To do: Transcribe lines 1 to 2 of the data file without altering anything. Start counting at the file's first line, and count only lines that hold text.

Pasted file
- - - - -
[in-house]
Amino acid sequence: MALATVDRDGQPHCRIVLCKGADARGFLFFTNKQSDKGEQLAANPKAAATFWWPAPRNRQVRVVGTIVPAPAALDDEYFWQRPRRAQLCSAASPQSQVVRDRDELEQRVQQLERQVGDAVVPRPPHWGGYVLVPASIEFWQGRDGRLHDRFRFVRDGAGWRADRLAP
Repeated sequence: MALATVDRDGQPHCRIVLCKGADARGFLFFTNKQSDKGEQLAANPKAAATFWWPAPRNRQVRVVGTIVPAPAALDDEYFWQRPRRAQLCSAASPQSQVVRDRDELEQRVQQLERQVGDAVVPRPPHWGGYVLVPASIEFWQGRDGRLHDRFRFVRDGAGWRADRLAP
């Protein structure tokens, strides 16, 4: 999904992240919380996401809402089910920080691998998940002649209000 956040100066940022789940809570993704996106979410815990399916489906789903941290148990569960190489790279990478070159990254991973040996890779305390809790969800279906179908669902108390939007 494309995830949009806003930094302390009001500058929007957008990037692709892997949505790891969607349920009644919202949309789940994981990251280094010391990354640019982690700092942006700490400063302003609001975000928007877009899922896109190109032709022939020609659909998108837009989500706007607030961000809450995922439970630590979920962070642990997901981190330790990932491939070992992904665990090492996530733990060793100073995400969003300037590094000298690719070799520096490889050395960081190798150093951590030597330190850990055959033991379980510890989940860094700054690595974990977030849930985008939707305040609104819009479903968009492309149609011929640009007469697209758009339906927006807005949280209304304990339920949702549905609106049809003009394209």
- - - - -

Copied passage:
[in-house]
Amino acid sequence: MALATVDRDGQPHCRIVLCKGADARGFLFFTNKQSDKGEQLAANPKAAATFWWPAPRNRQVRVVGTIVPAPAALDDEYFWQRPRRAQLCSAASPQSQVVRDRDELEQRVQQLERQVGDAVVPRPPHWGGYVLVPASIEFWQGRDGRLHDRFRFVRDGAGWRADRLAP